Thank you for sharing all this, I would love to learn more. Please continue to keep us informed.

PulseWire online community

Kim Crane's picture

what an important message

Thank you so much for sharing this. It definitely sheds light on the many layers of oppression that are perpetuating harmful conditions for so many women. Hopefully stories like this can provide much needed education and begin to break the cycle. You write, "The issues associated with Badi, Deuki and CSWs are not of theirs only, the issue is associated with every citizen in Nepal." I would say that these are important issues for all women and concerned citizens around the world. An epidemic like AIDS is not just a health issue. It reminds us, not only of the fragility of our human bodies, but also the fragility of societies where women are vulnerable and disproportionately exposed to harm through their social status. I hope that you continue to help get out these powerful stories, so that people, especially those in positions of power, can start understanding and addressing the root causes of the spread of this devastating disease, and stand in solidarity with women like the woman highlighted in your story.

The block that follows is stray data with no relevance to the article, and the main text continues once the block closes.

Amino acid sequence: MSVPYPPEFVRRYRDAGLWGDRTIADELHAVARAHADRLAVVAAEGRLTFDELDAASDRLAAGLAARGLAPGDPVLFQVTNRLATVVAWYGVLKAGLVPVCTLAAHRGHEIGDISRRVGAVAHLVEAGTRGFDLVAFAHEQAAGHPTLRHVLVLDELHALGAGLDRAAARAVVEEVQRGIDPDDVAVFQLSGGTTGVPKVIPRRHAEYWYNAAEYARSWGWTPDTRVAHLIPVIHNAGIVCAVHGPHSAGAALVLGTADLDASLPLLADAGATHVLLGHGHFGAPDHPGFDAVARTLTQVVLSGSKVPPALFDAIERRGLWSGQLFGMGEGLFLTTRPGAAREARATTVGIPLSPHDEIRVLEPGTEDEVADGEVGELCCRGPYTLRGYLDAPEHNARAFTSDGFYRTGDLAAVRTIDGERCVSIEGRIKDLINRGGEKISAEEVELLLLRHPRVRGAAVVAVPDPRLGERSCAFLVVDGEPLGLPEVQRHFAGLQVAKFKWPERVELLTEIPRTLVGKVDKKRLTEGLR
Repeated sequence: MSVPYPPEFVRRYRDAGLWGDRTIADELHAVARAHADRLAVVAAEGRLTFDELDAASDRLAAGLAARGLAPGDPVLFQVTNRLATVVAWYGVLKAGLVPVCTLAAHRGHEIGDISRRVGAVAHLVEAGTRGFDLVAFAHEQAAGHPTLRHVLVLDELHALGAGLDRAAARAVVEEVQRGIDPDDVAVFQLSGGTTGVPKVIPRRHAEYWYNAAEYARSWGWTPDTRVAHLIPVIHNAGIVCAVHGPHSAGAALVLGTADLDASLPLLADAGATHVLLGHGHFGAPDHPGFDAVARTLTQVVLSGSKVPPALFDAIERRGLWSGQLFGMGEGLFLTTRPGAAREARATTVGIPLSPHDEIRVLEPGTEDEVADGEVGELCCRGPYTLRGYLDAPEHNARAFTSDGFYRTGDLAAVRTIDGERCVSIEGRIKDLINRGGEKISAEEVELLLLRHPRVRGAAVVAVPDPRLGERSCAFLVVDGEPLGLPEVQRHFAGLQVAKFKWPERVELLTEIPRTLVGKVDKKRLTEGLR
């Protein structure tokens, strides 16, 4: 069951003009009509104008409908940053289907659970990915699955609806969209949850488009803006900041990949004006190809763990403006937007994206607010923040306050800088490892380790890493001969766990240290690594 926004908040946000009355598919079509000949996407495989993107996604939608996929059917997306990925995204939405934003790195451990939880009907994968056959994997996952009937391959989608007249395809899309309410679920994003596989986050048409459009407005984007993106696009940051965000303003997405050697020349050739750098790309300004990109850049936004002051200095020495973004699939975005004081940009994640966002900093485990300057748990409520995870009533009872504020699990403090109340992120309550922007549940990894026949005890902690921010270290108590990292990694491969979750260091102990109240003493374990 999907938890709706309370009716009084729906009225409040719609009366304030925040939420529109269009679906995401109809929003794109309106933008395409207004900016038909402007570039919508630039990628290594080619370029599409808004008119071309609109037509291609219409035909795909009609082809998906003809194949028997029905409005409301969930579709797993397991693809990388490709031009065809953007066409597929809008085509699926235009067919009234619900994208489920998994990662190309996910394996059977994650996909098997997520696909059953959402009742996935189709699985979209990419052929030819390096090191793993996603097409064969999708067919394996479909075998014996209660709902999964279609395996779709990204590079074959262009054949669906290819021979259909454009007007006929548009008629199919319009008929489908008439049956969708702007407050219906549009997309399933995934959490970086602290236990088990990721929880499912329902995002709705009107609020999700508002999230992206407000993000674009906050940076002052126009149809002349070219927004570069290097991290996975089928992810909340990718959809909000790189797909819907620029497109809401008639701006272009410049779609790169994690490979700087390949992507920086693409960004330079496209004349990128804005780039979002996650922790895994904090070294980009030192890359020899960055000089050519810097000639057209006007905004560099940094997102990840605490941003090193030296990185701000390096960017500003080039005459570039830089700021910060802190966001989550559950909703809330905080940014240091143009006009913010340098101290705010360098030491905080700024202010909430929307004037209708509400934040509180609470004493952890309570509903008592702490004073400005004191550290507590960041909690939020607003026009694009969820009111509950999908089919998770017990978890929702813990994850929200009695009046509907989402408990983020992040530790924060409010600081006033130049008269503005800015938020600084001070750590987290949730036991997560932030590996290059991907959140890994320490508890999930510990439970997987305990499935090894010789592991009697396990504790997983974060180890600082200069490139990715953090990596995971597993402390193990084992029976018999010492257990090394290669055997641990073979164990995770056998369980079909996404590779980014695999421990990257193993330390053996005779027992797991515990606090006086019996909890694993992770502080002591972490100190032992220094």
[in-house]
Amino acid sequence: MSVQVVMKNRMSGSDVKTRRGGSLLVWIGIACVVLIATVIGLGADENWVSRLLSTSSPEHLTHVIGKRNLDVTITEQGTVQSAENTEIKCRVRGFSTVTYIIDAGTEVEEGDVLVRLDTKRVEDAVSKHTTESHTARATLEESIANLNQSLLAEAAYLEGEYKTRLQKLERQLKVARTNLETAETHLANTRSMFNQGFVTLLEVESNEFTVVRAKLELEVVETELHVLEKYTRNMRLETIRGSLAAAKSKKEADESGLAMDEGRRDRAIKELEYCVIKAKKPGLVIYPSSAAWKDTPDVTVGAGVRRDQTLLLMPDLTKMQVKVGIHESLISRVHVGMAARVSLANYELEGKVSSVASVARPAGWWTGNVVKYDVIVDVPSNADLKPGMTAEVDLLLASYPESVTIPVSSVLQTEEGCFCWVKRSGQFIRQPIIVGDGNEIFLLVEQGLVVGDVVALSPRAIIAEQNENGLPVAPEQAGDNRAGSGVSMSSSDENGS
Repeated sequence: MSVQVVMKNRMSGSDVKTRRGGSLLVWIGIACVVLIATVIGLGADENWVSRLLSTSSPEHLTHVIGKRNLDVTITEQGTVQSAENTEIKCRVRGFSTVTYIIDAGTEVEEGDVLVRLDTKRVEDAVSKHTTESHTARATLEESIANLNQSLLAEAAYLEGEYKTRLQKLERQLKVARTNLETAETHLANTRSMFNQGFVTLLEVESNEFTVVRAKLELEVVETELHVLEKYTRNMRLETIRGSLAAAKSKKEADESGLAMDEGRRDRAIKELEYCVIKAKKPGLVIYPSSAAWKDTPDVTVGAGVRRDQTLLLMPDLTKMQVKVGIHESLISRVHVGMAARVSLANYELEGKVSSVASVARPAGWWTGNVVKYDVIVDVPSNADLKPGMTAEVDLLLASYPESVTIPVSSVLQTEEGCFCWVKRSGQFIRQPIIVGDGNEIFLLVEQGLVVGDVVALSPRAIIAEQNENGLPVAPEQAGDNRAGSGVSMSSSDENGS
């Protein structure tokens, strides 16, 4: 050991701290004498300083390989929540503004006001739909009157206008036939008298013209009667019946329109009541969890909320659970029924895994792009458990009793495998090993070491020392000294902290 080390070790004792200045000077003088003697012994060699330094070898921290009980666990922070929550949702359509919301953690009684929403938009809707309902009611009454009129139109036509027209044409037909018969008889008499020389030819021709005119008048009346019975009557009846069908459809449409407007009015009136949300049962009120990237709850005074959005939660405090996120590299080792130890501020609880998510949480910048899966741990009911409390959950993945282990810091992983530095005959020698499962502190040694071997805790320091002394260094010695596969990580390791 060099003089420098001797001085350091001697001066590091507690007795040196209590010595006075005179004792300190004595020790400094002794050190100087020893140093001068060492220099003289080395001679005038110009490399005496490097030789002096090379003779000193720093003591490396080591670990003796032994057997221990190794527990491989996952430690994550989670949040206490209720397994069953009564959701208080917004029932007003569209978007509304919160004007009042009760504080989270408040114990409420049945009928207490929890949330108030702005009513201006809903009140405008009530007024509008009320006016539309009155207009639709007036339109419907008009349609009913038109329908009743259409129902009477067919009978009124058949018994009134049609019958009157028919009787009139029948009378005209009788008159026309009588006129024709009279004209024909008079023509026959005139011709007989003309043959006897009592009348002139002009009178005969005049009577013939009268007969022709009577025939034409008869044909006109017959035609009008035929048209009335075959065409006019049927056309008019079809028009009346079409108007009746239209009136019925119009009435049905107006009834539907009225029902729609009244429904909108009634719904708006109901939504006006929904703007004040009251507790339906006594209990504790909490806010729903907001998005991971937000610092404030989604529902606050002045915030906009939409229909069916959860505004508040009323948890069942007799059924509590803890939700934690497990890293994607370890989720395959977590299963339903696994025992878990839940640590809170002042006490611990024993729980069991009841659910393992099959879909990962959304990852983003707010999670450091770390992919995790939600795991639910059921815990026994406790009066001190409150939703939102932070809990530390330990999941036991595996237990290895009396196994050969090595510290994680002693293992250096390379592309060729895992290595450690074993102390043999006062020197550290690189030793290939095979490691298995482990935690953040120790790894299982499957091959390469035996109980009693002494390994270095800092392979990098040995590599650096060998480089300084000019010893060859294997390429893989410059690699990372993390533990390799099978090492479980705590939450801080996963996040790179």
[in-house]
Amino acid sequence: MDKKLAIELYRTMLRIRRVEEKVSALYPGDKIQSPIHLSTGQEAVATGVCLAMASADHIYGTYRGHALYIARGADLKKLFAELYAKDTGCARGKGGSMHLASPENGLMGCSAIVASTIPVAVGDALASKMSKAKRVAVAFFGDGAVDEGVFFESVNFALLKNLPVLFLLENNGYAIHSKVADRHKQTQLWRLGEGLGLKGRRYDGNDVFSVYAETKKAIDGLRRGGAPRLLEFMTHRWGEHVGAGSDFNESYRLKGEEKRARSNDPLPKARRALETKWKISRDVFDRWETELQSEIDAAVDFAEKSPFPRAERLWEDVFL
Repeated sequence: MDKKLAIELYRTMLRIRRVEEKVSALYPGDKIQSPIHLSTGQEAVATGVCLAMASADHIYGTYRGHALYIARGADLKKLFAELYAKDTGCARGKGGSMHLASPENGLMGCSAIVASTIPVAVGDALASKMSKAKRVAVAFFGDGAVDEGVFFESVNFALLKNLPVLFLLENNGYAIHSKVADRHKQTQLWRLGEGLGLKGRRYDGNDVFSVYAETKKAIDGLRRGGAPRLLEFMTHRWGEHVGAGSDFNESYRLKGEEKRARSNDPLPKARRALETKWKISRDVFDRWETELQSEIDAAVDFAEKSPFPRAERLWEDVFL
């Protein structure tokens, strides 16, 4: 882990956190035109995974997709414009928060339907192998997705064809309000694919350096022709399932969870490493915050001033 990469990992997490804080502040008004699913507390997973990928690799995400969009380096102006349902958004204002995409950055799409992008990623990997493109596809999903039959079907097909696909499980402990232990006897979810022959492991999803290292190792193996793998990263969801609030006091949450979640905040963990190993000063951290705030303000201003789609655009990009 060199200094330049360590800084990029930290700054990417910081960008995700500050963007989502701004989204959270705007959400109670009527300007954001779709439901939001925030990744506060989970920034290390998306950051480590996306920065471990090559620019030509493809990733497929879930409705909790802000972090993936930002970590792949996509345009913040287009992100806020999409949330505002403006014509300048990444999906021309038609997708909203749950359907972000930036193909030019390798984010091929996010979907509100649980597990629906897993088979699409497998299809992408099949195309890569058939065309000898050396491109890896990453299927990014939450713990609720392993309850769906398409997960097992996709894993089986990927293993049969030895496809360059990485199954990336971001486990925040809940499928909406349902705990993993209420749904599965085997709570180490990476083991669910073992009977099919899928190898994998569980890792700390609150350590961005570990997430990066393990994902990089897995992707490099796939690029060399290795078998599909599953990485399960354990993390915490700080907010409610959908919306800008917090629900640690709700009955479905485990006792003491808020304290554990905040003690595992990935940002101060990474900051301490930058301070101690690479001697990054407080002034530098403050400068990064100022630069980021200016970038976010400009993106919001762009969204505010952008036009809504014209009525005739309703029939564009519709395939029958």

thank you,

Dando's picture

so sad!

Like Jody, I am also saddened by the first part of your story. It is really a challege to be a woman at time. I just hope through your voice, our voice we can make a difference to the women of your community and the world at large.

Love you and best of luck.


rahma's picture


Dear Lanjana,
I Like your post, thanks for sharing it with us.

Love & Greeting from Indonesia